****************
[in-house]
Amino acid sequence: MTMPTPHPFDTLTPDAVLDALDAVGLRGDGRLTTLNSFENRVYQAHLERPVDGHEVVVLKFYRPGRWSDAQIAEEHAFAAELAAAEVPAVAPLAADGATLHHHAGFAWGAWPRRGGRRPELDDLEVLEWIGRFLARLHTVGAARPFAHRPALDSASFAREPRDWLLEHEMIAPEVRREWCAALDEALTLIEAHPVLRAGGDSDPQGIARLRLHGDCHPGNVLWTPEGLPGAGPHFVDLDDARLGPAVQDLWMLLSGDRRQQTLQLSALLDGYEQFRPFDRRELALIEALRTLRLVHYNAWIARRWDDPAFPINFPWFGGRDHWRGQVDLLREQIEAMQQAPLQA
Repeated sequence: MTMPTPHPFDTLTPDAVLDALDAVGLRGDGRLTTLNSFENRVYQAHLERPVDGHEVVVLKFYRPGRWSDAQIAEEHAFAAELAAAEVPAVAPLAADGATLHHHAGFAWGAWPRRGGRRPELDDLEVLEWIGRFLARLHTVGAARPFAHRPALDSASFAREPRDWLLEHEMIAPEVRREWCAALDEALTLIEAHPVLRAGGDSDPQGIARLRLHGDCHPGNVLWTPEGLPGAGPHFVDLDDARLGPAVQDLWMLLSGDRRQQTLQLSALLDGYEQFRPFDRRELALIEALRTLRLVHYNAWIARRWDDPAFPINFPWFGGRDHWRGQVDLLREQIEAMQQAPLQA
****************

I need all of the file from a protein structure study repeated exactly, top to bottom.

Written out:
[in-house]
Amino acid sequence: MTMPTPHPFDTLTPDAVLDALDAVGLRGDGRLTTLNSFENRVYQAHLERPVDGHEVVVLKFYRPGRWSDAQIAEEHAFAAELAAAEVPAVAPLAADGATLHHHAGFAWGAWPRRGGRRPELDDLEVLEWIGRFLARLHTVGAARPFAHRPALDSASFAREPRDWLLEHEMIAPEVRREWCAALDEALTLIEAHPVLRAGGDSDPQGIARLRLHGDCHPGNVLWTPEGLPGAGPHFVDLDDARLGPAVQDLWMLLSGDRRQQTLQLSALLDGYEQFRPFDRRELALIEALRTLRLVHYNAWIARRWDDPAFPINFPWFGGRDHWRGQVDLLREQIEAMQQAPLQA
Repeated sequence: MTMPTPHPFDTLTPDAVLDALDAVGLRGDGRLTTLNSFENRVYQAHLERPVDGHEVVVLKFYRPGRWSDAQIAEEHAFAAELAAAEVPAVAPLAADGATLHHHAGFAWGAWPRRGGRRPELDDLEVLEWIGRFLARLHTVGAARPFAHRPALDSASFAREPRDWLLEHEMIAPEVRREWCAALDEALTLIEAHPVLRAGGDSDPQGIARLRLHGDCHPGNVLWTPEGLPGAGPHFVDLDDARLGPAVQDLWMLLSGDRRQQTLQLSALLDGYEQFRPFDRRELALIEALRTLRLVHYNAWIARRWDDPAFPINFPWFGGRDHWRGQVDLLREQIEAMQQAPLQA